New Narrative’s team has been back on the road over the past few months, catching up with clients in Asia and Australia. It’s been great to be able to have in-person meetings again and get a sense of how marketers in these regions are feeling about the rest of the year.
While the uncertainties caused by the tough economic environment and the war in Ukraine are causing a rethink of strategies and messaging, it’s clear that companies are committed to pushing ahead with their marketing plans. There’s also a greater understanding of the importance that thought leadership plays in any campaign.
And because we’re a caring, sharing bunch at New Narrative, we’d like to talk about some of the trends that have emerged from our meetings. We hope you find them useful.
We’re all podcasters now
At New Narrative we‘ve been helping clients conceptualise and produce podcasts for a number of years now. But despite the general proliferation of this medium, many B2B marketers in Asia have been hesitant about including the format in their plans. Not anymore. As our conversations with clients made clear, the discussion about podcasts is no longer about if, but when.
In addition, there is a recognition that podcasts can - and should - be more ambitious than simply interviewing an in-house expert on a chosen topic. Ideas that regularly came up include opting for an audio magazine or storytelling format to help the series stand out from the competition.
Being more adventurous with the speaker list is also becoming important. For instance, if you’re discussing digital transformation, why not include a psychologist who can comment on why people and businesses find it hard to change. Or if you’re talking about supply chains, consider inviting the owner of a retail outlet or a warehouse manager.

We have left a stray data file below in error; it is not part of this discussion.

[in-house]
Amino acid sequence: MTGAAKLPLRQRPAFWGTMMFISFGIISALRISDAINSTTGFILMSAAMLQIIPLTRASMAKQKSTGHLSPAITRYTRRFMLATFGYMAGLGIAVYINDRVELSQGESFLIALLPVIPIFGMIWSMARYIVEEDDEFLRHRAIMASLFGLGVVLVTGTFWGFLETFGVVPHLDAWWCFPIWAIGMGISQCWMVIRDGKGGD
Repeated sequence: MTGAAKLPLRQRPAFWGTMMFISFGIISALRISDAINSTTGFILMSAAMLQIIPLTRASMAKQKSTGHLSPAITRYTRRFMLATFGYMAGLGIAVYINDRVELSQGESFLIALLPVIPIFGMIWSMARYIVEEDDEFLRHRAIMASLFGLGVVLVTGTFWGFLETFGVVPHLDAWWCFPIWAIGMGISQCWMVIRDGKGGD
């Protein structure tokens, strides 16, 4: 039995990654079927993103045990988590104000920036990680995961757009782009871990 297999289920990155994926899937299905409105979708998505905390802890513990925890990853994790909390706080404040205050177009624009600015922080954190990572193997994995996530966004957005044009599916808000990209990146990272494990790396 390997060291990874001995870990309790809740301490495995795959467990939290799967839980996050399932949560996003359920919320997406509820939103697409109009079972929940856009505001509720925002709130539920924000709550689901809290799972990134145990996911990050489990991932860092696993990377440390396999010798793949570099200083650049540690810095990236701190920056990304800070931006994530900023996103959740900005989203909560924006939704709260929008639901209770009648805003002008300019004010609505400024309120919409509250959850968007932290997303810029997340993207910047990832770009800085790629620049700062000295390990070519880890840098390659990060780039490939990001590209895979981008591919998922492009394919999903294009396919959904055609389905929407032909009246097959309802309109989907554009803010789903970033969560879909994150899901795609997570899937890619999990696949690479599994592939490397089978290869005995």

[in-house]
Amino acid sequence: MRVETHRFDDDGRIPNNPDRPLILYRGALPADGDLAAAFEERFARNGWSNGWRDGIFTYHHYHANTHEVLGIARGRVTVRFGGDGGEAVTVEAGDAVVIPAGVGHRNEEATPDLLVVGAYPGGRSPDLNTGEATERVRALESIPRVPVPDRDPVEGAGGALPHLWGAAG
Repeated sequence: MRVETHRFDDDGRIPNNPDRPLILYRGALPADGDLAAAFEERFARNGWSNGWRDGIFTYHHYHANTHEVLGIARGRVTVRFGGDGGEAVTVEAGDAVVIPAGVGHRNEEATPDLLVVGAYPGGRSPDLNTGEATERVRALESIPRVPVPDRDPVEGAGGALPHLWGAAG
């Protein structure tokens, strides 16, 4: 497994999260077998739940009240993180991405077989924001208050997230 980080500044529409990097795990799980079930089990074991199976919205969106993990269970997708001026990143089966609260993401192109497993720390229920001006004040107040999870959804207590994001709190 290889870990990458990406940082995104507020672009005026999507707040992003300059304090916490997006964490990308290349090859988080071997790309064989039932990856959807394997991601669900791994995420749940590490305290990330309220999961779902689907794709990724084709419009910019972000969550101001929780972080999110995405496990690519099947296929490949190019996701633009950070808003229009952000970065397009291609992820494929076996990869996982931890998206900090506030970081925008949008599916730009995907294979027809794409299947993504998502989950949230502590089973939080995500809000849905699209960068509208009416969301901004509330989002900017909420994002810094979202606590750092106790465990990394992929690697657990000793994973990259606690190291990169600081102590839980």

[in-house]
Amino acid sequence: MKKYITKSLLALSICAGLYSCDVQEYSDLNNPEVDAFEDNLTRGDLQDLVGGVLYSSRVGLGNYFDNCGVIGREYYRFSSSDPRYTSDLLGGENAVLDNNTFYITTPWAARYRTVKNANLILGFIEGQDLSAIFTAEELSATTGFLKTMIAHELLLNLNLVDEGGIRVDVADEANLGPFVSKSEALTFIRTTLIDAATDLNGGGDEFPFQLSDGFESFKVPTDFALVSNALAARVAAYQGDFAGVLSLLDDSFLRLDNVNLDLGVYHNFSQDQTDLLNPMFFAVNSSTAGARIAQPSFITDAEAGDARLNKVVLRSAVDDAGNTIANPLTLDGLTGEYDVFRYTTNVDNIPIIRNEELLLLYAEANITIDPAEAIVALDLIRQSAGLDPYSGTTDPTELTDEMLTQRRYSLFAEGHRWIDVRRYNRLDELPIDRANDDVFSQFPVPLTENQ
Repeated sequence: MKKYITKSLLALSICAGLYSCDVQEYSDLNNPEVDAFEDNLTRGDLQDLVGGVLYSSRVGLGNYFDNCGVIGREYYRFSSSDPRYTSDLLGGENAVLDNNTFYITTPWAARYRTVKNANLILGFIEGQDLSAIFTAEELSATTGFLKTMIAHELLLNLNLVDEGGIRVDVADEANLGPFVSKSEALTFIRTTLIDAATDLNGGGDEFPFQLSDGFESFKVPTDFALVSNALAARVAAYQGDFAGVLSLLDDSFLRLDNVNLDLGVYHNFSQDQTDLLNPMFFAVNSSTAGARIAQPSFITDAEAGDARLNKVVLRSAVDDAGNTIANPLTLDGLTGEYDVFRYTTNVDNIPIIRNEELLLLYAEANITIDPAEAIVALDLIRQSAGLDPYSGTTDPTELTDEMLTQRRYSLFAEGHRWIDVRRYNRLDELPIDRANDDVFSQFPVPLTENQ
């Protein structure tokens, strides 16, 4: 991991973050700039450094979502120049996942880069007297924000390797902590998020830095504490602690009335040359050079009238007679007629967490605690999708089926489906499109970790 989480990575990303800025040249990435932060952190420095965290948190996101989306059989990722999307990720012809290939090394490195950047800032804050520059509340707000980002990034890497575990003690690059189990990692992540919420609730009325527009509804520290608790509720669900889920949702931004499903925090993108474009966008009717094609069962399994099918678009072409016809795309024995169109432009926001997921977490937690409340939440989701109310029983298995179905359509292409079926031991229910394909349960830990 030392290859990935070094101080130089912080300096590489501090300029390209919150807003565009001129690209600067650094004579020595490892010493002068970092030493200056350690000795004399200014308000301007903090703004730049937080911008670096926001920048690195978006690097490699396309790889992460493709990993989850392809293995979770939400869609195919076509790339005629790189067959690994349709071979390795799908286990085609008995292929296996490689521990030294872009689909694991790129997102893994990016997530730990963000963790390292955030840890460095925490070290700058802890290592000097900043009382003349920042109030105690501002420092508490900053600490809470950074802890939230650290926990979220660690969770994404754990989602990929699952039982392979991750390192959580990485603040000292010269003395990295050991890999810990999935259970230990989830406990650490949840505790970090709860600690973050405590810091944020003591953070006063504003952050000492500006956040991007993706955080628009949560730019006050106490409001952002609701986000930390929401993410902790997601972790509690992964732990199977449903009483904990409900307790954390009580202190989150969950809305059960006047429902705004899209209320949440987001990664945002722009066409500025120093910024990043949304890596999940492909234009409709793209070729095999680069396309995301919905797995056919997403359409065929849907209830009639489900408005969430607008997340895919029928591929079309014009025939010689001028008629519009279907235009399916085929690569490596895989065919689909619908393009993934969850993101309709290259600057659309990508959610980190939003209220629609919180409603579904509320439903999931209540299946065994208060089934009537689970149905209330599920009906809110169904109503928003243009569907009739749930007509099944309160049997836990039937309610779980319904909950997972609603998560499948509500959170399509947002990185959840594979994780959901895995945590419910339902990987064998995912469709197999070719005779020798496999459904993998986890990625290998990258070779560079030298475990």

China is a challenge, but it’s still on the agenda
Producing thought leadership about China has always required marketers to tread a fine line. While any strategy will want to promote the economic and investment opportunities, true thought leadership should also address the risks of investing in China. But marketers typically, and understandably so, worry about falling foul of Beijing’s sensitivity to criticism.
While these issues have always been part of the challenge, it’s evident from our conversations with marketers that the war in Ukraine has forced businesses to rethink how they communicate about China. This has been largely driven by the fact clients are no longer willing to receive one-dimensional insights about the country against a broader shift in the investment case for China.
Yet for now at least, China products and services remain a part of companies’ marketing plans. This is a reflection of the huge investment financial services companies have made into China over decades. As one marketer at a private bank told me: “Can we, or our clients, afford to ignore China given how huge their markets are?” The answer, for now, is no.
Budgets are holding steady for now
It’s well known that marketing budgets can be one of the first casualties when companies are looking to save money. But so far, the marketers we spoke to are not being asked to cut costs or curtail their marketing plans for the second half of the year.
One key takeaway from this trend is that after so many years of disruptions, there is an acceptance by the people that hold the purse strings that plans need to adapt rather than be put on hold. Also, the resilience that has been built up during the Covid-19 pandemic means marketers are in a better position to deal with uncertainties than they were before the crisis.
Content strategy takes centre stage
If you’ve followed N/N’s blog posts for any length of time – or indeed if you’ve been a client or potential client of ours – you know we are strong advocates of having a clear strategy in place before embarking on a content marketing campaign (in case you’ve missed them, see here, here and here, for some examples).
So it’s been refreshing on our trips to see marketers putting a greater emphasis on planning and setting milestones for their campaigns. For some, this is a recognition that without having a plan in place it’s a struggle to deliver on content marketing plans. For others, the need to prove the ROI of campaigns and provide measurable outcomes is the driving factor. In addition, the high volume of thought leadership that is now published means it takes more work at the beginning of a campaign to identify where your company’s thought leadership can add value and cut though the noise.
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